It might be midsummer but boats already are signing up for Bering Sea crab fisheries that begin October 1. Meanwhile, many crabbers are still awaiting word on what their pay outs are for last season.

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Prior to the shift from “come one, come all” to a catch share system in 2005 prices were set before boats headed out. But that’s no longer the case.

“Since then, the price is based on the historical division of revenues and there is a formula that is applied to sales.  So we have to wait until the sales are done, or a significant portion of the sales are completed, in order to know what the final price is.  It takes a long time depending on the market year for the sales to be completed to the point where we know or can predict what the final wholesale prices will be and then we can apply the formula to it.”

Jake Jacobsen is director of the Inter-Cooperative Exchange which negotiates prices for most of the crab fleet.

For snow crab and bairdi Tanners, which typically are hauled up after the start of each year, prices were just settled and won’t be made public for another week are so.

“But it was a good price. Most of the opilio and bairdi prices were over $4 so that’s very good.”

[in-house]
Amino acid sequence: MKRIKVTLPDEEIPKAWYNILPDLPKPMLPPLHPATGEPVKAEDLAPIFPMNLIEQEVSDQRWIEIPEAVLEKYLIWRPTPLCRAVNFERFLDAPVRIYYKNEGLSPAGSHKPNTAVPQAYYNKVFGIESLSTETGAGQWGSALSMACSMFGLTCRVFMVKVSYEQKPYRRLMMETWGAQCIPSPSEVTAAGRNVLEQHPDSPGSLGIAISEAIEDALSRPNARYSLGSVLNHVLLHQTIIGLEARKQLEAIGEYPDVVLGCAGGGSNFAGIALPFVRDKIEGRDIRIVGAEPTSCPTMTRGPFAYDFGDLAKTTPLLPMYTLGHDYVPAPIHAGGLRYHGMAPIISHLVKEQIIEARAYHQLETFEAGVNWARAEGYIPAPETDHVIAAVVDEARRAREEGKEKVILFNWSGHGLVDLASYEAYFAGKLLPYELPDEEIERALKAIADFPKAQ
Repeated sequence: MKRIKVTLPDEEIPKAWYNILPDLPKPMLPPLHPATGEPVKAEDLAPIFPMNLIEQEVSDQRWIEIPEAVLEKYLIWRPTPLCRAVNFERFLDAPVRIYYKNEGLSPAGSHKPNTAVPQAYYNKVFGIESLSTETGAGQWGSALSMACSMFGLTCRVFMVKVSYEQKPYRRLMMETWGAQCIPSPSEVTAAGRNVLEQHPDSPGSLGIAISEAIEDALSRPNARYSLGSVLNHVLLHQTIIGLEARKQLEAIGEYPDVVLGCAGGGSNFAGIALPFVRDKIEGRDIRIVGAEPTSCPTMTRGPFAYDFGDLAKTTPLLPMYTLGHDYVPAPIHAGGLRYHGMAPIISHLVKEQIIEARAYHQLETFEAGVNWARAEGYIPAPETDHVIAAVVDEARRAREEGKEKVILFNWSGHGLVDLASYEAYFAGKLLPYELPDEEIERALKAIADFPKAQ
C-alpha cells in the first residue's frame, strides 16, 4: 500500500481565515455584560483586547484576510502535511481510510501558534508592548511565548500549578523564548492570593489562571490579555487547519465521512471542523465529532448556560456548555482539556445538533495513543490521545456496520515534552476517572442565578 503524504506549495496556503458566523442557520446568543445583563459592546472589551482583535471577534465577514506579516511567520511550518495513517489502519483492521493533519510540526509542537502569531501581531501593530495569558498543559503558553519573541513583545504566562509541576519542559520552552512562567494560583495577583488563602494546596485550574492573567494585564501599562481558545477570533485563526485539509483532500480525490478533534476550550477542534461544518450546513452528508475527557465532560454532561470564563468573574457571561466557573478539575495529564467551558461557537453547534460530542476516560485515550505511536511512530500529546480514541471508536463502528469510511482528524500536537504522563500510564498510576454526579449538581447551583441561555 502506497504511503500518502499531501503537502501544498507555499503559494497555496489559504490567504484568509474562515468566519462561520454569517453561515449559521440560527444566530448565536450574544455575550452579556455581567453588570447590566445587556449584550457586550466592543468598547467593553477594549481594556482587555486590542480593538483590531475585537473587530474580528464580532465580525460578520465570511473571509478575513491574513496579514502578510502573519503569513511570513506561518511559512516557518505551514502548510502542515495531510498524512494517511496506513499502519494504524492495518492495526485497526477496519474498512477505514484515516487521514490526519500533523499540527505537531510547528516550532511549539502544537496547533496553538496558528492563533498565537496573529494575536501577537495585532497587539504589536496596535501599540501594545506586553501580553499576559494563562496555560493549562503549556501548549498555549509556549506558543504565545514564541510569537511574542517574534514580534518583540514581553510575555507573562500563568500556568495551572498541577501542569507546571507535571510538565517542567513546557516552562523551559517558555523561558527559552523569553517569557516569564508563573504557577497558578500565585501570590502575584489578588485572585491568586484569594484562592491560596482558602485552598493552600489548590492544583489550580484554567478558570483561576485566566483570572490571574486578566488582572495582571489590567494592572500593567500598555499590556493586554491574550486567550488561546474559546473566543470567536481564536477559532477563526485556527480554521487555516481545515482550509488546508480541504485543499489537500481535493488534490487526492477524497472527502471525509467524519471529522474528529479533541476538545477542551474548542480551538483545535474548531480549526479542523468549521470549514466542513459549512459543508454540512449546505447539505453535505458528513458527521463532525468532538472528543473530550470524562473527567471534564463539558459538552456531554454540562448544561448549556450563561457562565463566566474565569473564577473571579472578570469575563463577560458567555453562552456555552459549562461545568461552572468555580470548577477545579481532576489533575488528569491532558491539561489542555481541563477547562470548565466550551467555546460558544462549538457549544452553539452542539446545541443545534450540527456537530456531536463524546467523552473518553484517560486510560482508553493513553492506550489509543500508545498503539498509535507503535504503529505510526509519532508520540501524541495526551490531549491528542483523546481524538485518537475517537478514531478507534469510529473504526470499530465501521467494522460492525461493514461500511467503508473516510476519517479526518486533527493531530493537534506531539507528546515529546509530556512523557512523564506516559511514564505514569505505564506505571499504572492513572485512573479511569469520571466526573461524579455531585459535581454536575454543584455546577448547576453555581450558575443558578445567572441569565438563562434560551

The snow crab price to fishermen averaged $4.07 in 2017, according to Alaska processor data. Bairdi Tanners fetched $3.33.

For the Bristol Bay red king crab fishery, which wraps up before the year’s end, Jacobsen said last year’s price averaged $9.20 a pound last year, down from the record $10.18 in 2016.

All signs point to a strong market this year –

“We expect the king crab to be very high this year. It’s looking good, all the signs are positive – there is quite a bit of demand for king crab throughout the world and it’s in short supply. So if we get a quota this year, the prices should be pretty good overall, maybe even approaching last year’s prices.” 

Right now, crabbers are “on pins and needles” as they await results from the summer crab surveys in the Bering Sea. The stocks have been on a steady decline and uncertainty surrounds the latest outcomes.

“Can’t tell you anything other than based on last year’s surveys it looks like we might have another decline in snow crab and not sure about red king crab; it was kind of on the margin last year. And bairdi we never know so it just depends on what comes up on the survey.”